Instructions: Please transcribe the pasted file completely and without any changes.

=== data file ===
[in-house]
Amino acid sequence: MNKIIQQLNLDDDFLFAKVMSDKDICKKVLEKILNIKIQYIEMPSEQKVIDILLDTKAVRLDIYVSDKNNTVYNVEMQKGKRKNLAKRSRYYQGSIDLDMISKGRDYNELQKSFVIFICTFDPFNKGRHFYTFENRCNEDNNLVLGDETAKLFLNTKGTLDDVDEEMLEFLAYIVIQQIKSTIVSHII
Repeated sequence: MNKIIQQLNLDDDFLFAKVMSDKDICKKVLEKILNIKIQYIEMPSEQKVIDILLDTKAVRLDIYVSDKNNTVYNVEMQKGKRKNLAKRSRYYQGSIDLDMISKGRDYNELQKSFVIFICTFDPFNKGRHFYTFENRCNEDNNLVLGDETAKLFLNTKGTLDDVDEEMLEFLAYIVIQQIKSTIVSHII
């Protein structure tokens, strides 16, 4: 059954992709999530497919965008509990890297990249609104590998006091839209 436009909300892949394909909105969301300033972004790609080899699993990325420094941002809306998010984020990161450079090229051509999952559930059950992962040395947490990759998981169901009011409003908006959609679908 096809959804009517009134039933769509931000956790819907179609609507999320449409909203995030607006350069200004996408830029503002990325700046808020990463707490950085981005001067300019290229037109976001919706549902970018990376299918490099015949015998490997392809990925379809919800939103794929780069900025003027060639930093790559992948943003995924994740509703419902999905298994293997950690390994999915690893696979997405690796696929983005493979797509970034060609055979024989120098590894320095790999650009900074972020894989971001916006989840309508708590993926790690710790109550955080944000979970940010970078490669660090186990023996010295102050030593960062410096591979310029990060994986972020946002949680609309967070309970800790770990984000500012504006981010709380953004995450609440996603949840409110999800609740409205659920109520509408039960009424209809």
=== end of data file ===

[in-house]
Amino acid sequence: MNKIIQQLNLDDDFLFAKVMSDKDICKKVLEKILNIKIQYIEMPSEQKVIDILLDTKAVRLDIYVSDKNNTVYNVEMQKGKRKNLAKRSRYYQGSIDLDMISKGRDYNELQKSFVIFICTFDPFNKGRHFYTFENRCNEDNNLVLGDETAKLFLNTKGTLDDVDEEMLEFLAYIVIQQIKSTIVSHII
Repeated sequence: MNKIIQQLNLDDDFLFAKVMSDKDICKKVLEKILNIKIQYIEMPSEQKVIDILLDTKAVRLDIYVSDKNNTVYNVEMQKGKRKNLAKRSRYYQGSIDLDMISKGRDYNELQKSFVIFICTFDPFNKGRHFYTFENRCNEDNNLVLGDETAKLFLNTKGTLDDVDEEMLEFLAYIVIQQIKSTIVSHII
């Protein structure tokens, strides 16, 4: 059954992709999530497919965008509990890297990249609104590998006091839209 436009909300892949394909909105969301300033972004790609080899699993990325420094941002809306998010984020990161450079090229051509999952559930059950992962040395947490990759998981169901009011409003908006959609679908 096809959804009517009134039933769509931000956790819907179609609507999320449409909203995030607006350069200004996408830029503002990325700046808020990463707490950085981005001067300019290229037109976001919706549902970018990376299918490099015949015998490997392809990925379809919800939103794929780069900025003027060639930093790559992948943003995924994740509703419902999905298994293997950690390994999915690893696979997405690796696929983005493979797509970034060609055979024989120098590894320095790999650009900074972020894989971001916006989840309508708590993926790690710790109550955080944000979970940010970078490669660090186990023996010295102050030593960062410096591979310029990060994986972020946002949680609309967070309970800790770990984000500012504006981010709380953004995450609440996603949840409110999800609740409205659920109520509408039960009424209809």